- G. Rohini Commission is constituted to examine the issue of Sub-categorization of Other Backward Classes (OBCs) in Central List.
- The commission earlier had term till November 30, 2018 but with extension it will now work till 31st May, 2019.
Commission for sub-categorization of OBCs created:
- The commission has been established under Article 340 of Constitution under which Mandal commission had recommended 27% reservation for socially and educationally backward classes, was appointed.
- Sub-categorisation of OBCs aims to ensure more equitable distribution of reservations in government jobs and educational institutions so that dominant groups among OBCs do not corner all benefits. The exercise will involve sub-categorisation of 5,000 castes in central OBC list.
Commission’s Terms of reference
- The commission will examine extent of inequitable distribution of benefits of reservation among castes included in broad category of OBCs, especially with reference to OBCs included in the Central list.
- It will also take up exercise of identifying respective castes/sub-castes/communities synonyms in Central List of OBCs and classify them into their respective sub-categories. It will work out mechanism, norms, criteria and parameters, in scientific approach, for sub-categorization within such OBCs.
- The National Sample Survey (NSS) data from 2011-12 show that about 19% of the sample claims to be Dalit, 9% Adivasi, and 44% OBC
- Among the population aged 25-49, less than 7% have a college degree
- By most estimates, less than 3% of the whole population is employed in government and public-sector jobs
- Since reservations cover only half the college seats and public-sector jobs, the mismatch is obvious
- A vast proportion of the population eligible for reservations must still compete for a tiny number of reserved and non-reserved category jobs
- It is not surprising that there is tremendous internal competition within groups
Lack of reliable caste data:
- At the moment, the only reputable nationwide data on caste comes from the 1931 colonial Census and some of the ad hoc surveys conducted for specific castes
- The Socio-Economic Caste Census (SECC) of 2011 was supposed to provide up-to-date comprehensive data
- In the SECC in 2015, it was found that about 4.6 million distinct caste names, including names of gotra, surname and phonetic variations were returned, making the results almost impossible to interpret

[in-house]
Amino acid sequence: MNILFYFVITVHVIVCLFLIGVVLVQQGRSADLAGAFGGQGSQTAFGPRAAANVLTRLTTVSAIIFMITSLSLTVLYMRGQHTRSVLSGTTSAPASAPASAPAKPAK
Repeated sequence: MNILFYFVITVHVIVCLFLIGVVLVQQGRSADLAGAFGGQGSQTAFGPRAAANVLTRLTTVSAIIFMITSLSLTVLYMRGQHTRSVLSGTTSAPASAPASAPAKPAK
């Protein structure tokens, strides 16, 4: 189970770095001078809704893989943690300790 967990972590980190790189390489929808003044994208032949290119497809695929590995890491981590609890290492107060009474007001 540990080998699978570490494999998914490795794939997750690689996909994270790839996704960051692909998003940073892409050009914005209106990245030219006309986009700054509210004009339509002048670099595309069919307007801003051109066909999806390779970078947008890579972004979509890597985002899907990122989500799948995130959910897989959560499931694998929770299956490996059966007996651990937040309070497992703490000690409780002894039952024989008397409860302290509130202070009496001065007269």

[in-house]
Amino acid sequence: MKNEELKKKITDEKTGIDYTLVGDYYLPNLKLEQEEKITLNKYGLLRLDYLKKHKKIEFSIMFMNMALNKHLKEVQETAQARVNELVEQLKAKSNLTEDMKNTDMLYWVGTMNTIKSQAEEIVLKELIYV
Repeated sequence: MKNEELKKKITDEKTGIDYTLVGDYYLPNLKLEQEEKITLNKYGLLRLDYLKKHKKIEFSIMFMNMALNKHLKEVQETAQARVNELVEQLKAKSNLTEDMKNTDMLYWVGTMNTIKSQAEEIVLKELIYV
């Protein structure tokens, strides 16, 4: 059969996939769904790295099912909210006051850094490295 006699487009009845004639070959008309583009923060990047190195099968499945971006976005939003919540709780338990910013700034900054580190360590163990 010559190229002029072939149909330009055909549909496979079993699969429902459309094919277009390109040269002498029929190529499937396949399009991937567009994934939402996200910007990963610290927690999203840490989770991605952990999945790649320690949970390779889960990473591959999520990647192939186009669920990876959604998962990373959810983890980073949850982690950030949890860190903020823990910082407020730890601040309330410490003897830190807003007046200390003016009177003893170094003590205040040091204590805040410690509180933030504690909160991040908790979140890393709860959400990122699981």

- For nearly 80 million individuals, caste data were believed to be erroneous
- Since then we have heard little about the quality of caste data in SECC and even less about its results
- Preparations for Census 2021 are ongoing
- There is still time to create an expert group to evaluate the methodology for collecting caste data and include it in the Census forms
- Losing this opportunity would leave us hanging for another 10 years without good data for undertaking sub-categorisation of OBC quota
Addressing caste based inequalities:
- A two-pronged approach that focusses on eliminating discrimination and expanding the proportion of population among the disadvantaged groups could be a solution:
- Late Benefits
- The present policies focus on preferential admission to colleges and coveted institutions like IITs and IIMs
- But these benefits may come too late in the life of a Kurmi or Gujjar child
- Their disadvantage begins in early childhood and grows progressively at higher levels of education
- We know little about what goes on in schools to create these disadvantages but improving quality of education for all must be a first step in addressing caste-based inequalities
- Benefits of reservations should be widely spread
- Use of the OBC quota must be limited to once in a person’s lifetime, allowing for a churn in the population benefitting from reservations
- Linking the Aadhaar card to use of benefits makes it possible that individuals use their caste certificates only once
- It will help in spreading the benefits of reservations over a wider population
Supreme Court’s view:
- The Supreme Court in Indra Sawhney and others vs. Union of India case (1992) had observed that there is no constitutional or legal bar on states for categorizing OBCs as backward or more backward.
- It had also observed that it is not impermissible in law if state chooses to do sub-categorization.
- So far, 9 states/UTs viz. Karnataka, Haryana, Andhra Pradesh, Jharkhand, Puducherry, Telangana, Wst Bengal, Bihar, Maharashtra and Tamil Nadu have carried out sub-categorization of OBCs. So far there was no sub categorisation in central list of OBCs.
The way forward
- The present move by the government to rethink OBC quota could potentially be used to ensure that we have better data on caste-based disadvantages for future discourse
- It also indicates a mood that wants to ensure that the benefits of reservation are widely spread
- Increased attempts at linking benefits to Aadhaar allow us with an option to ensure that reservation benefits are not captured by a few.